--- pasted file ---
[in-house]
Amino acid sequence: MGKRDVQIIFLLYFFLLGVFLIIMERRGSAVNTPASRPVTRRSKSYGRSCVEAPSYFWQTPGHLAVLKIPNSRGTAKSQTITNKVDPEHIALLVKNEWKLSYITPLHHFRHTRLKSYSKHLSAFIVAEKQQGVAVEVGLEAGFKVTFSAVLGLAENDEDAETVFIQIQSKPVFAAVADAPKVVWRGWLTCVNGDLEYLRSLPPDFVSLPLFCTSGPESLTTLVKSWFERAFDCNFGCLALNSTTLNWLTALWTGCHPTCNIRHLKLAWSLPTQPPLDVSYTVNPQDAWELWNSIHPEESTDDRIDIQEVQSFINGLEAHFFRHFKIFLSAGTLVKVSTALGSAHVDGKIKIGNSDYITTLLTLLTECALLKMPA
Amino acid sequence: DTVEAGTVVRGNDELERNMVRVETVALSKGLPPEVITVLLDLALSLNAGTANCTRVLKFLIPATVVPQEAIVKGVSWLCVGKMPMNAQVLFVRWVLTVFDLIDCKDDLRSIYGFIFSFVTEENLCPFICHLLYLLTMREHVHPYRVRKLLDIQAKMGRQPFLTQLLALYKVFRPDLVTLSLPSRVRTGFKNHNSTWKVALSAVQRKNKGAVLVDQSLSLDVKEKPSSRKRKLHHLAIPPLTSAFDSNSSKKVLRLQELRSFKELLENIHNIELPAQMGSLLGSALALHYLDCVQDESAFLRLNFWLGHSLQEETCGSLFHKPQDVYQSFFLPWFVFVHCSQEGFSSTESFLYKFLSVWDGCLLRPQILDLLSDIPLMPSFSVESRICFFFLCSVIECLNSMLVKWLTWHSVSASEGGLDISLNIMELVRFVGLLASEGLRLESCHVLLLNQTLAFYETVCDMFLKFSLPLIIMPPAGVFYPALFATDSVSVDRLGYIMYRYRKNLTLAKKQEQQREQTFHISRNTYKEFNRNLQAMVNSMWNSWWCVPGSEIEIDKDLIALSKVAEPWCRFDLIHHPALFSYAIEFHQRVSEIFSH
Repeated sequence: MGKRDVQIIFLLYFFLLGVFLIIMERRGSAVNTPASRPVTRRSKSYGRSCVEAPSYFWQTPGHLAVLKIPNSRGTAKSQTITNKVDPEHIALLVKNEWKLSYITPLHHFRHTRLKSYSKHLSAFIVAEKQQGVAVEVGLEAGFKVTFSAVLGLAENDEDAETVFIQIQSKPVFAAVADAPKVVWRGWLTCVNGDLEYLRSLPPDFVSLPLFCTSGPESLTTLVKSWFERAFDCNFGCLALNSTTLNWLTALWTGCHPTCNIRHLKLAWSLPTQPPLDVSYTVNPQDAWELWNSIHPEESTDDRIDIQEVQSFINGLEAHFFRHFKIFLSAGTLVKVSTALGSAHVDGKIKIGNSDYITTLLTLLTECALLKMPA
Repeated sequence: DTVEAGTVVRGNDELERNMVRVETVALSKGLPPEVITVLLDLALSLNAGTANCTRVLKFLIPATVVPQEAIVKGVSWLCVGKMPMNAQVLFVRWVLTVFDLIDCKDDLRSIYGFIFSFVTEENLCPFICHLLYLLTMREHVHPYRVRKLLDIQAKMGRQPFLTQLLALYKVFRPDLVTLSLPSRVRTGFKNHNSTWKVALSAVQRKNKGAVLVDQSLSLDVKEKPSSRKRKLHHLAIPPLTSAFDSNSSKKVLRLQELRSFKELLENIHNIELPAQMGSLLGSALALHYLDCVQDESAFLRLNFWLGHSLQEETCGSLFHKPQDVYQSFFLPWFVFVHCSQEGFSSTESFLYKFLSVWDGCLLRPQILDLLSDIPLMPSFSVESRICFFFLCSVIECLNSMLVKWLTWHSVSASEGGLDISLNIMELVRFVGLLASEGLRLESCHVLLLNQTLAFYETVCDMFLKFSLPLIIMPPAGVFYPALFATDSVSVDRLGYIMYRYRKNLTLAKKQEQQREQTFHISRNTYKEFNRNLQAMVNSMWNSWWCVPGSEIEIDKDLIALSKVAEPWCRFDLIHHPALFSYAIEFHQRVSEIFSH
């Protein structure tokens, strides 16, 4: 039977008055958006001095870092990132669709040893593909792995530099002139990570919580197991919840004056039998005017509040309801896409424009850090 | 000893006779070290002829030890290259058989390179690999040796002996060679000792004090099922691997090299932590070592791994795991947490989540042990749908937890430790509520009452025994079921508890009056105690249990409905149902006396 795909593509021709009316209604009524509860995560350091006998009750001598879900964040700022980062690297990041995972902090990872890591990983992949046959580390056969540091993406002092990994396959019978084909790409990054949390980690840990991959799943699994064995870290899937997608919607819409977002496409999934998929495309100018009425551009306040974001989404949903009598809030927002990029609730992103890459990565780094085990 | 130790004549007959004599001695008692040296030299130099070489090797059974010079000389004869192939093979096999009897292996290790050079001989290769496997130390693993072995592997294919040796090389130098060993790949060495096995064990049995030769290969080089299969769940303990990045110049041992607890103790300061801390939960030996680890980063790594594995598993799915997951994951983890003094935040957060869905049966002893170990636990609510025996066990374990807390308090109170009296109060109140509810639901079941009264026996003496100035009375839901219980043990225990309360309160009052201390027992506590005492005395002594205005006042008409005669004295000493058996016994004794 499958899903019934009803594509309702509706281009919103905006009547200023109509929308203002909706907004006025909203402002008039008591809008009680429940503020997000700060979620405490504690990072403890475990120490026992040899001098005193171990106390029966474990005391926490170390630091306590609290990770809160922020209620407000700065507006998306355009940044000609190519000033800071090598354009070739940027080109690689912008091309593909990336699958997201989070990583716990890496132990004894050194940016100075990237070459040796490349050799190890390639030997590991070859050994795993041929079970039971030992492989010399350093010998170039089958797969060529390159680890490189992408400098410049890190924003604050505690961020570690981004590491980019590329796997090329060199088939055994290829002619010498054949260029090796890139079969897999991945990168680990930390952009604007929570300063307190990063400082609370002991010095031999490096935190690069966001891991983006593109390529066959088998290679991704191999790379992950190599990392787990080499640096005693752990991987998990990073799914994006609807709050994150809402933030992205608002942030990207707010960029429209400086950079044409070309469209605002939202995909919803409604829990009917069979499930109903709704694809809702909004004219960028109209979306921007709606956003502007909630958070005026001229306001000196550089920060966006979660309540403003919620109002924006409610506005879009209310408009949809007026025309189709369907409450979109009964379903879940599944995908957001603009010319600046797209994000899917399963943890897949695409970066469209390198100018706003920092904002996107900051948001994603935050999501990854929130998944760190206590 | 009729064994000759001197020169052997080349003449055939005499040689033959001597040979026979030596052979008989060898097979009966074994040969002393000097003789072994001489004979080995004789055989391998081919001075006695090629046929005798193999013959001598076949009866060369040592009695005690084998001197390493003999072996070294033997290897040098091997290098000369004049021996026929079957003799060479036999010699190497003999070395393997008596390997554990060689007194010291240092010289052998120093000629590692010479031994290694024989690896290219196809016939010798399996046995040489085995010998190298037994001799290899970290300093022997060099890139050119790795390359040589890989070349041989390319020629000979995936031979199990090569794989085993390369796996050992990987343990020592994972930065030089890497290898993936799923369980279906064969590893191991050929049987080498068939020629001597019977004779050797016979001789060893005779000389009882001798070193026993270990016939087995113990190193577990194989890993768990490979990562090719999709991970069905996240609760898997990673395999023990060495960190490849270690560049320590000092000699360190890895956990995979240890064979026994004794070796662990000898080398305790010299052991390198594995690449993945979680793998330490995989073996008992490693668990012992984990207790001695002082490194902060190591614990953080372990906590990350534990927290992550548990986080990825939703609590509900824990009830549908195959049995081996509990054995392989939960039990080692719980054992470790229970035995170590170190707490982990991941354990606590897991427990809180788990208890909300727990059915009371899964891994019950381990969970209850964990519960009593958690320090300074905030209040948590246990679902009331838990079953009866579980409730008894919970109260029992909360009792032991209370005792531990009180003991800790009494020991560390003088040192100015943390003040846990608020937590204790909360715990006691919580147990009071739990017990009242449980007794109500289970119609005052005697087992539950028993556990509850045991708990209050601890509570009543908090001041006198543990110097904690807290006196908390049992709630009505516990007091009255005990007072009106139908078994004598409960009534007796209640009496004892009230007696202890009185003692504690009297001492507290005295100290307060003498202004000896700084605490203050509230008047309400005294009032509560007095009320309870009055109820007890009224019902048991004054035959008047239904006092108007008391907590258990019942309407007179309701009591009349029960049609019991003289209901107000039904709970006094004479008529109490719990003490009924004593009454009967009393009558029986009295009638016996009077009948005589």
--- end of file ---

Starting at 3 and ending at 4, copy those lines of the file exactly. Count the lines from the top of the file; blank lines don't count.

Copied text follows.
Amino acid sequence: DTVEAGTVVRGNDELERNMVRVETVALSKGLPPEVITVLLDLALSLNAGTANCTRVLKFLIPATVVPQEAIVKGVSWLCVGKMPMNAQVLFVRWVLTVFDLIDCKDDLRSIYGFIFSFVTEENLCPFICHLLYLLTMREHVHPYRVRKLLDIQAKMGRQPFLTQLLALYKVFRPDLVTLSLPSRVRTGFKNHNSTWKVALSAVQRKNKGAVLVDQSLSLDVKEKPSSRKRKLHHLAIPPLTSAFDSNSSKKVLRLQELRSFKELLENIHNIELPAQMGSLLGSALALHYLDCVQDESAFLRLNFWLGHSLQEETCGSLFHKPQDVYQSFFLPWFVFVHCSQEGFSSTESFLYKFLSVWDGCLLRPQILDLLSDIPLMPSFSVESRICFFFLCSVIECLNSMLVKWLTWHSVSASEGGLDISLNIMELVRFVGLLASEGLRLESCHVLLLNQTLAFYETVCDMFLKFSLPLIIMPPAGVFYPALFATDSVSVDRLGYIMYRYRKNLTLAKKQEQQREQTFHISRNTYKEFNRNLQAMVNSMWNSWWCVPGSEIEIDKDLIALSKVAEPWCRFDLIHHPALFSYAIEFHQRVSEIFSH
Repeated sequence: MGKRDVQIIFLLYFFLLGVFLIIMERRGSAVNTPASRPVTRRSKSYGRSCVEAPSYFWQTPGHLAVLKIPNSRGTAKSQTITNKVDPEHIALLVKNEWKLSYITPLHHFRHTRLKSYSKHLSAFIVAEKQQGVAVEVGLEAGFKVTFSAVLGLAENDEDAETVFIQIQSKPVFAAVADAPKVVWRGWLTCVNGDLEYLRSLPPDFVSLPLFCTSGPESLTTLVKSWFERAFDCNFGCLALNSTTLNWLTALWTGCHPTCNIRHLKLAWSLPTQPPLDVSYTVNPQDAWELWNSIHPEESTDDRIDIQEVQSFINGLEAHFFRHFKIFLSAGTLVKVSTALGSAHVDGKIKIGNSDYITTLLTLLTECALLKMPA